Dr. Rideout: Healthcare requires a content- and data-intensive workflow. With all the input modalities available, it’s likely that case managers will have different preferences for how they input data. The fact that Windows 8 offers a variety here means that our clients have the potential to develop apps for their nurses in the field that maximize their productivity based on their input preferences. When preparing short notes, nurses can dictate, use a keyboard or mouse, use digital ink and handwriting recognition, or they can use any combination of these.
 
Schmuland: We're entering an era in the health industry wherein success for providers and health plans is less about encounters, procedures, and treatments in care delivery settings and more about distance care where we live, work, learn and play. As a result, we're seeing more health & life sciences workers go mobile—care managers, care coordinators, customer service representatives working out of their homes, making home visits, tapping into broadband networks to link back to the office from the local coffee shop, etc. How do you see Windows 8 and future mobile apps like the one we jointly demonstrated for TriZetto’s CareAdvance solution enabling mobile professionals to stay productive wherever they are?
Dr. Rideout: Many of our clients have care managers and coordinators or patient navigators who can now work from anywhere. They can take care management to where the patients are actually living to meet their care needs whether it is in their homes or in a hospital or clinic.
 
Obviously, health professionals are moving toward supporting mobile devices in a variety of settings and our clients are no different. A challenge health plan clients are facing is similar to that of many industries—the Bring Your Own Device (BYOD) proliferation wave. They see the productivity and innovation benefits of enabling people to use the devices they are most familiar with, but they are uncertain on how to address the cost and risk of supporting BYOD environments.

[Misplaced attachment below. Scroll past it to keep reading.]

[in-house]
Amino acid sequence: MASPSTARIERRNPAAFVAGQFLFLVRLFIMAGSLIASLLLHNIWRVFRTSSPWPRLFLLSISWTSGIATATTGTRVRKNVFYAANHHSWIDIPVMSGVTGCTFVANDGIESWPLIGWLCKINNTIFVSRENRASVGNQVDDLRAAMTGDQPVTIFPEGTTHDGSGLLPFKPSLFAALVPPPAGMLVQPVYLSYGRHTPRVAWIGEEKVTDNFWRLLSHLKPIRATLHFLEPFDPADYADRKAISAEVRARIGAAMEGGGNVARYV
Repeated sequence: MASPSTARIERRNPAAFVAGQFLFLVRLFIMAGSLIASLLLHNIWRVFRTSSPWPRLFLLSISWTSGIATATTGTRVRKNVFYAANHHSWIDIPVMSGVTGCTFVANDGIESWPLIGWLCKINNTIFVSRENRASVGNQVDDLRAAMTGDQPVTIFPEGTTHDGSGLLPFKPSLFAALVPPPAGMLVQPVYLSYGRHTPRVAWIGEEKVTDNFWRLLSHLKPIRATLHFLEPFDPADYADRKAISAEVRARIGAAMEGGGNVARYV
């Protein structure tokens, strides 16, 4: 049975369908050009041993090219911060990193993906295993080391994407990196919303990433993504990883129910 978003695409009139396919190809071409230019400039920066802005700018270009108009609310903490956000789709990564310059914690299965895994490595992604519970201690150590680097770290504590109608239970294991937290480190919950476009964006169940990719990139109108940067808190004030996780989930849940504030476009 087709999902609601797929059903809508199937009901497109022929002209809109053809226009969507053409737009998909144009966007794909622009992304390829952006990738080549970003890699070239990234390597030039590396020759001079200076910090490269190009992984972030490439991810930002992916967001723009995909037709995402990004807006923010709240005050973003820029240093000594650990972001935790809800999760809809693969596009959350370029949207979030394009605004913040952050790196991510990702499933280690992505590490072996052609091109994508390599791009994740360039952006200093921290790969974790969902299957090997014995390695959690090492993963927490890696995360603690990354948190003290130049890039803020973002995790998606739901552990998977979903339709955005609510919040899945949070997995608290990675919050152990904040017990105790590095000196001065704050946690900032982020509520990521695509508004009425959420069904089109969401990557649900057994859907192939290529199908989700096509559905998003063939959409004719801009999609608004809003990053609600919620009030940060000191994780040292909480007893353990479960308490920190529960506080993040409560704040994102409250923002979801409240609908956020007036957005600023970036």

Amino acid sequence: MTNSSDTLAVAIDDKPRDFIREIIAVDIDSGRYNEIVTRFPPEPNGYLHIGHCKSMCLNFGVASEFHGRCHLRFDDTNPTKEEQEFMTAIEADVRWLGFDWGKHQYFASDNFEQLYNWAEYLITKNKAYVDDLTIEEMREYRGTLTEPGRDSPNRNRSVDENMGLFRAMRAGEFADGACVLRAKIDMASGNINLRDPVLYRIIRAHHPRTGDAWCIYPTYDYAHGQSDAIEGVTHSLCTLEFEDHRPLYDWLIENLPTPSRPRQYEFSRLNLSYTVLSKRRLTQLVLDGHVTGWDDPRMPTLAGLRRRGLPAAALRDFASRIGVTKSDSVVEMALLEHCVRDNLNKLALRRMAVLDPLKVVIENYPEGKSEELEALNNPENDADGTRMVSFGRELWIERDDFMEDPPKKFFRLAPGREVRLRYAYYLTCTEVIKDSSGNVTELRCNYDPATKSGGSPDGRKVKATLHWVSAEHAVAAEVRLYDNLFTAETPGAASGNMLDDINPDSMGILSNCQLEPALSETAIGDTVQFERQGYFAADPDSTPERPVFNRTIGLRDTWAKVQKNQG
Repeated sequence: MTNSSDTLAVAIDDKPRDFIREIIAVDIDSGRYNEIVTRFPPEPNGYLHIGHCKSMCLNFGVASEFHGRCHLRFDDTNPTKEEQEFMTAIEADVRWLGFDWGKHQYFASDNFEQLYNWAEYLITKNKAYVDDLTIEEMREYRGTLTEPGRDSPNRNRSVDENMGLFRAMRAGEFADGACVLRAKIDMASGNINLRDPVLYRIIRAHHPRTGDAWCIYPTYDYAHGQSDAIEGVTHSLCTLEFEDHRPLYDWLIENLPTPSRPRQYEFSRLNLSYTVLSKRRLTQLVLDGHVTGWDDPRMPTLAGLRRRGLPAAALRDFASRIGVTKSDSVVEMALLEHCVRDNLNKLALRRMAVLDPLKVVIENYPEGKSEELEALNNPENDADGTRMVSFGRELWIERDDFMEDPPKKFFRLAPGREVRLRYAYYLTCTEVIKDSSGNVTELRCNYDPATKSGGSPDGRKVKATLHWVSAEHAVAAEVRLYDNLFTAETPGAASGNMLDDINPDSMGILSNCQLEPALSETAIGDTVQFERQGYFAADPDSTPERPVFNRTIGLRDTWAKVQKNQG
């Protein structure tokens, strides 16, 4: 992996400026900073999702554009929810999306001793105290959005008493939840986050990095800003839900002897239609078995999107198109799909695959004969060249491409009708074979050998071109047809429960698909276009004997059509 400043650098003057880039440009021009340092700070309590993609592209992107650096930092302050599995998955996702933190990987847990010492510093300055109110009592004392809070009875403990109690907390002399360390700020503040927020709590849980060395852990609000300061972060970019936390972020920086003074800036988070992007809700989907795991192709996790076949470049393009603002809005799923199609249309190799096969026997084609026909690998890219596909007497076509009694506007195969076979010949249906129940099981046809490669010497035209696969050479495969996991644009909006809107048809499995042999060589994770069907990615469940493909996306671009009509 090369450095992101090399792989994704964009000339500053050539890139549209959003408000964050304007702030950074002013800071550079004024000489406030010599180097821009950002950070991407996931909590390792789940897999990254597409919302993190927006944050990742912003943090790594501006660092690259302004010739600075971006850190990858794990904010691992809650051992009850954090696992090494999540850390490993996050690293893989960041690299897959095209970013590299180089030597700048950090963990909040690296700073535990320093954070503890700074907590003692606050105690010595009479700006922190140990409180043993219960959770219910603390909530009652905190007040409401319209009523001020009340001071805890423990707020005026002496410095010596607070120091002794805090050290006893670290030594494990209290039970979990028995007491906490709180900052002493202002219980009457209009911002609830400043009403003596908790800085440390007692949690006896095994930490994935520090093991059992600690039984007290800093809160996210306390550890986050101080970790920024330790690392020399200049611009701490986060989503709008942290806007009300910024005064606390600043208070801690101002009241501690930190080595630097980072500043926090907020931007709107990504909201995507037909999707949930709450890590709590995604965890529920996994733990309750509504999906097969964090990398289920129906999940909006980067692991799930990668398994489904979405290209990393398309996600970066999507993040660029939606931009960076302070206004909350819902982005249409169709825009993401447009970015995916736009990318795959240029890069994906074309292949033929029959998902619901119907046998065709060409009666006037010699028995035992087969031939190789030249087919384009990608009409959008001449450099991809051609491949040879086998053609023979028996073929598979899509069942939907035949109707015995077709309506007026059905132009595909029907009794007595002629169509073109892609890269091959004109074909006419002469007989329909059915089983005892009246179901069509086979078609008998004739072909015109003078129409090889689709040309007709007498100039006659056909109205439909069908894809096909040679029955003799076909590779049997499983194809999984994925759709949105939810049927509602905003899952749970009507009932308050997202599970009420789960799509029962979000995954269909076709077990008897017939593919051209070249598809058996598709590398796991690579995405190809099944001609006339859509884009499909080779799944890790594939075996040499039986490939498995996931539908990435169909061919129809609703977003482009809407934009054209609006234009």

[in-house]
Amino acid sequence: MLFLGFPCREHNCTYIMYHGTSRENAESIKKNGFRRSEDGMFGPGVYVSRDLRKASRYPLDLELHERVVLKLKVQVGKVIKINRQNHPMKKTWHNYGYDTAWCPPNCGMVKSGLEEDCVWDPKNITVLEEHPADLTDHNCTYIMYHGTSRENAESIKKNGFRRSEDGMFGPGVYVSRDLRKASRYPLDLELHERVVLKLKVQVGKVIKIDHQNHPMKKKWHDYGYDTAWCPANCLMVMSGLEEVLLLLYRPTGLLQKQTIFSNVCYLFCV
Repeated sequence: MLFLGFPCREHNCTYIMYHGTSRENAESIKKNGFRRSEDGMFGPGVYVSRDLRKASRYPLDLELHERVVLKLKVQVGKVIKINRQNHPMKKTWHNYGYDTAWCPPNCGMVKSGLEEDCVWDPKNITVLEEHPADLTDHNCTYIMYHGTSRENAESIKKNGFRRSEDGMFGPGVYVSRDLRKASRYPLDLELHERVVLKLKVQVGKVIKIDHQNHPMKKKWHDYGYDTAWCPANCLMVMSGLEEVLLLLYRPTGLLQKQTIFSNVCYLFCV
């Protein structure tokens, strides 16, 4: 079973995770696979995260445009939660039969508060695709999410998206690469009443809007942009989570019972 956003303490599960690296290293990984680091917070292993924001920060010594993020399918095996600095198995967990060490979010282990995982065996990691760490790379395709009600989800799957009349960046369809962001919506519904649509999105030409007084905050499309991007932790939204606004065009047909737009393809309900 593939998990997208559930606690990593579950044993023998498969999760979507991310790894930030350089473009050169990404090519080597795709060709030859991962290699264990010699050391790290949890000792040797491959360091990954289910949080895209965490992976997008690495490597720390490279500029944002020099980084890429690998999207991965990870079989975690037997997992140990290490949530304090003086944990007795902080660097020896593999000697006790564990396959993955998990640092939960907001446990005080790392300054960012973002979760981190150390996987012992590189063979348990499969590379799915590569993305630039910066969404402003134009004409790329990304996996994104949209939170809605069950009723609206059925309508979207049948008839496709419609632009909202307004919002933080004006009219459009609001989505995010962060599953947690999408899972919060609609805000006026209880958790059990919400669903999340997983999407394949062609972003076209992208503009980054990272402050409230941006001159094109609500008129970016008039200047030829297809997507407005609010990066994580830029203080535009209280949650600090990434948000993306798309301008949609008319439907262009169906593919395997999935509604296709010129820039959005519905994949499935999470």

Features like Windows-to-Go in Windows 8 that give people a full copy of their corporate desktop on a bootable USB enable CIOs to support BYOD scenarios in less time, with less risk, and at a lower cost will help our clients justify BYOD environments and help them to support devices with or without connectivity.
One other mobility advantage of Windows 8 is that it natively supports 3G and 4G mobile broadband. This means our customers can keep their mobile employees and contractors connected to the home office but keep data usage costs low because Windows 8 can be set to automatically use free Wi-Fi hotspots where available.
 
Schmuland: Data breaches are clearly on the rise. Days don’t go by without some announcement of a laptop theft, break-in or loss of a hard drive or USB drive that exposes the ePHI of thousands of consumers. In 2011, health data breaches were up by 32% over the prior year, according to Ponemon Institute’s 2nd Annual Benchmark Study on Patient Privacy and Data Security. Since 2009, the Dept. of Health and Human Services has cumulatively recorded a growing count of breaches that have exposed the medical records of 21 million patients, with six organizations reporting incidents that affected more than a million people. How does Windows 8 help you manage against data security challenges?
 
Dr. Rideout: As our clients move toward adopting mobile devices within their workflows, HIPAA security will always be a concern. The leading causes of HIPAA security breaches—physical theft of hard drives and laptops—are major concerns our customers have with mobile solutions. Because Windows 8 provides security features for encryption, clients can protect data stored on laptops, tablets and on-premise workstations and continue to address issues with HIPAA compliance.
 
For more information on the Windows 8 opportunities for businesses, including how to take advantage of the new possibilities in mobile productivity, enhanced security and how to choose the right tablet for your business, check out the Windows for your Business blog and for detailed information about Windows 8 planning and deployment, please visit the Windows 8 for enterprise site.
 
Dr. Dennis Schmuland
Chief health strategy officer, U.S. Health and Life Sciences, Microsoft